Klekociuk SZ, Summers JJ, Vickers JC, Summers MJ. Reducing false positive diagnoses in mild cognitive impairment: the importance of comprehensive neuropsychological assessment. Eur J Neurol. 2014;21(10):1330–e83.
Maji B, Larner AJ. Screening for dementia: is one simple question the answer? Clin Med J R Coll Physicians London. 2015;15(1):111–2.
Larner AJ. Speed versus accuracy in cognitive assessment when using CSIs. Prog Neurol Psychiatry. 2015;19(1):21–4.
Fujii D, Hishinuma E, Masaki K, Petrovich H, Ross GW, White L. Dementia screening: can a second administration reduce the number of false positives? Am J Geriatr Psychiatry. 2003;11(4):462–5.
Gostoli S, Roncuzzi R, Urbinati S, Rafanelli C. Clinical and Subclinical Distress, Quality of Life, and Psychological Well-Being after Cardiac Rehabilitation. Appl Psychol Heal Well-Being. 2017;9(3):349–69.
Tulloch H, Heenan A, Cupper L, Pelletier R, OʼFarrell P, Pipe A. Depression and anxiety screening and triage protocol for cardiac rehabilitation programs. J Cardiopulm Rehabil Prev. 2018;38(3):159–62.
Binetti G, Mega MS, Magni E, Padovani A, Rozzini L, Bianchetti A, et al. Behavioral disorders in Alzheimer disease: A transcultural perspective. Arch Neurol. 1998;55(4):539–44.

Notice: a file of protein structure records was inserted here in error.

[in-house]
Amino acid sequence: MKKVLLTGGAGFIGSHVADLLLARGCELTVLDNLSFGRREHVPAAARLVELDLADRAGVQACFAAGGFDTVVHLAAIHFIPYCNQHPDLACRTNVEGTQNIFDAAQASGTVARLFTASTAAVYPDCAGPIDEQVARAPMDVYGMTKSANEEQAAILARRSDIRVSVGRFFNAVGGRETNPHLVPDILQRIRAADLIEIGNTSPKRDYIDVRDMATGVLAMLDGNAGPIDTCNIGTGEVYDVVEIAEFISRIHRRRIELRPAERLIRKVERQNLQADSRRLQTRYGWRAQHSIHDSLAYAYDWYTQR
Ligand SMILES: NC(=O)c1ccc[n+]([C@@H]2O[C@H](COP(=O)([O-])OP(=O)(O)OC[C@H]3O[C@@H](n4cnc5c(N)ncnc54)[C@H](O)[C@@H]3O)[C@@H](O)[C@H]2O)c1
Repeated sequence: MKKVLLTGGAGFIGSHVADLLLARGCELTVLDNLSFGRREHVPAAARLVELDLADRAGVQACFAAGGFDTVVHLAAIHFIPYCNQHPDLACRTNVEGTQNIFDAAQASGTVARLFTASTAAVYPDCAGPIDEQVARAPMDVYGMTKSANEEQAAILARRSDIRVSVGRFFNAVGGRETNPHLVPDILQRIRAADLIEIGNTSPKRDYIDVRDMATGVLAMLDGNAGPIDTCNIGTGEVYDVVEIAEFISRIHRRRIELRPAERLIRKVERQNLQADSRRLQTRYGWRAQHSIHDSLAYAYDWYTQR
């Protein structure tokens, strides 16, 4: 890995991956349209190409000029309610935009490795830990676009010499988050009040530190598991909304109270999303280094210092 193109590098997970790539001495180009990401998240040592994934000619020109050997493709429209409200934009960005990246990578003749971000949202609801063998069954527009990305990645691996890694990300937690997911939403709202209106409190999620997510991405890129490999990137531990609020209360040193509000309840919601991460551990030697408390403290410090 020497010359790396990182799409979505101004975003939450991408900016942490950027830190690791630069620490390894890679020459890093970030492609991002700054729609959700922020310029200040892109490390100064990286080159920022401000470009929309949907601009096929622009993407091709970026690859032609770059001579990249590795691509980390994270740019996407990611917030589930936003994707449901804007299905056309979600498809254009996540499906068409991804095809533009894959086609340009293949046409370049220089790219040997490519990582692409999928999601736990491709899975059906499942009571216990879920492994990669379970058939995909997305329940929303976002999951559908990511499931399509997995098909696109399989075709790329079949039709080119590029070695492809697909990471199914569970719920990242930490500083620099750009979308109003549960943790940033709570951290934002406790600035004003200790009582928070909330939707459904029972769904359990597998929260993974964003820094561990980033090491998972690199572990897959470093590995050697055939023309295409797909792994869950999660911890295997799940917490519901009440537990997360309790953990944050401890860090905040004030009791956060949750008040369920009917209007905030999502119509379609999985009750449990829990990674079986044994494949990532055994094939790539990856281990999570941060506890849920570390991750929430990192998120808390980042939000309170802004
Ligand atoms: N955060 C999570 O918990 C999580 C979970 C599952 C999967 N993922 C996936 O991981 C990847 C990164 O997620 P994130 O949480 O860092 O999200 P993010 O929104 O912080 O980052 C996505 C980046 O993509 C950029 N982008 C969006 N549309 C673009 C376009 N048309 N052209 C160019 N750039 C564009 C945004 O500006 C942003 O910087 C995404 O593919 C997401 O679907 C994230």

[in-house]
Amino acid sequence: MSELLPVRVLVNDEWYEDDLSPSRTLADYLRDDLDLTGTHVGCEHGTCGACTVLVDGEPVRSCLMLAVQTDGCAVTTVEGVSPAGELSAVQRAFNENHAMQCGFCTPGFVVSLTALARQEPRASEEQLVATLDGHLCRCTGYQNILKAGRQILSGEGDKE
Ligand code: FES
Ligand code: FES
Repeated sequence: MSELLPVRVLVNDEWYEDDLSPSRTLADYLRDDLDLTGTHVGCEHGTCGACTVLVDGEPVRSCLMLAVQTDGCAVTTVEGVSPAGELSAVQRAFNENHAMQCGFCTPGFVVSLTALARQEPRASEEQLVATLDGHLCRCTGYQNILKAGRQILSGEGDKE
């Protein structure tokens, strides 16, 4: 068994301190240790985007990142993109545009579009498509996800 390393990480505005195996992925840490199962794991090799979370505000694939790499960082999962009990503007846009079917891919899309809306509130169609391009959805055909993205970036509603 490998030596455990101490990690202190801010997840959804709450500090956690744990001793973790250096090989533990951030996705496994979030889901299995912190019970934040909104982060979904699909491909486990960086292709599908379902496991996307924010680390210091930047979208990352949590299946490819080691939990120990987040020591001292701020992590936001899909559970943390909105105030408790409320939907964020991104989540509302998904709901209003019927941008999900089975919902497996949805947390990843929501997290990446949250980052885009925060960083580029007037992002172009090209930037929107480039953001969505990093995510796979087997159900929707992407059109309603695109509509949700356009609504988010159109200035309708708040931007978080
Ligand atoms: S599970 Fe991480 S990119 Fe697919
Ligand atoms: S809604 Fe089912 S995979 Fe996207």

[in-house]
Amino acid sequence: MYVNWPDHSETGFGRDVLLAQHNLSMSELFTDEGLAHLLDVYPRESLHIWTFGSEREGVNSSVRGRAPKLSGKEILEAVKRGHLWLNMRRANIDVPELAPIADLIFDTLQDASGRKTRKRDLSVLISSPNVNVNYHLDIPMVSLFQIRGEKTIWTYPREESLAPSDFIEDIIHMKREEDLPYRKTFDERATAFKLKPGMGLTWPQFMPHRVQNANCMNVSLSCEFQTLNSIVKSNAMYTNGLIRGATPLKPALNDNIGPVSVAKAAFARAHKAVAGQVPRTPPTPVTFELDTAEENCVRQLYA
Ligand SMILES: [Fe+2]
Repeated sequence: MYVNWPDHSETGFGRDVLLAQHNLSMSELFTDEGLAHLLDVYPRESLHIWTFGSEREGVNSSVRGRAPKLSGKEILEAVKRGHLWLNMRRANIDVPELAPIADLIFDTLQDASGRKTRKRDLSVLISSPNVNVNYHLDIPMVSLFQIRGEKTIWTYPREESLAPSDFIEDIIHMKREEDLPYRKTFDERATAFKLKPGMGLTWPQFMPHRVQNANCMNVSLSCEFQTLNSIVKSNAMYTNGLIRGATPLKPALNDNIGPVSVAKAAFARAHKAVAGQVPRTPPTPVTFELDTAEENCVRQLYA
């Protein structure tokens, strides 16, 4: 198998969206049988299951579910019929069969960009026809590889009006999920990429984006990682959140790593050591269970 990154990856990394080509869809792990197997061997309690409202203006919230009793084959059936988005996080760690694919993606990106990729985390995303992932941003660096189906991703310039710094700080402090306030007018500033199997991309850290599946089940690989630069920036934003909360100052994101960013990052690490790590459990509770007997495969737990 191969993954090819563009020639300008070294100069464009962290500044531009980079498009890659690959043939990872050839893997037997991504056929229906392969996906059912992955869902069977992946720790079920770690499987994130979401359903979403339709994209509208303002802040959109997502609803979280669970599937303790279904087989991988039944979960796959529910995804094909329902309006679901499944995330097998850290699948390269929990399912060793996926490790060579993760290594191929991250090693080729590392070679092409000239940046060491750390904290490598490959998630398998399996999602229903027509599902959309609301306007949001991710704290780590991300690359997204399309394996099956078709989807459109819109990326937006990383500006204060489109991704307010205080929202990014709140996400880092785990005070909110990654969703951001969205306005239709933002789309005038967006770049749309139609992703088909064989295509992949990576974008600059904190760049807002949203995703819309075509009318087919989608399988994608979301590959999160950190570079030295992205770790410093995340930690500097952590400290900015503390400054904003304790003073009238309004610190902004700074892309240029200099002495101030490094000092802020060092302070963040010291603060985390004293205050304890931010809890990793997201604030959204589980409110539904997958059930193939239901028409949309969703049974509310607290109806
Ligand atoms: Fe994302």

Hargrave R, Stoeklin M, Haan M, Reed B. Clinical aspects of dementia in African-American, Hispanic, and white patients. J Natl Med Assoc [Internet]. 2000;92(1):15–21 Available from: http://www.pubmedcentral.nih.gov/articlerender.fcgi?artid=2640513&tool=pmcentrez&rendertype=abstract.
Lanctôt KL, Agüera-Ortiz L, Brodaty H, Francis PT, Geda YE, Ismail Z, et al. Apathy associated with neurocognitive disorders: recent progress and future directions. Alzheimer’s Dement [Internet]. 2017;13(1):84–100 Available from: http://linkinghub.elsevier.com/retrieve/pii/S1552526016302825.
Sever S, Golder S, Doherty P. Factors associated with acute depressive symptoms in patients with comorbid depression attending cardiac rehabilitation. BMC Cardiovasc Disord. 2018;18(230):1–8.
Swardfager W, Herrmann N, Dowlati Y, Oh P, Kiss A, Lanctôt KL. Relationship between cardiopulmonary fitness and depressive symptoms in cardiac rehabilitation patients with coronary artery disease. J Rehabil Med. 2008;40(3):213–8.
Swardfager W, Herrmann N, Marzolini S, Saleem M, Kiss A, Shammi P, et al. Cardiopulmonary fitness is associated with cognitive performance in patients with coronary artery disease. J Am Geriatr Soc. 2010;58(8):1519–25.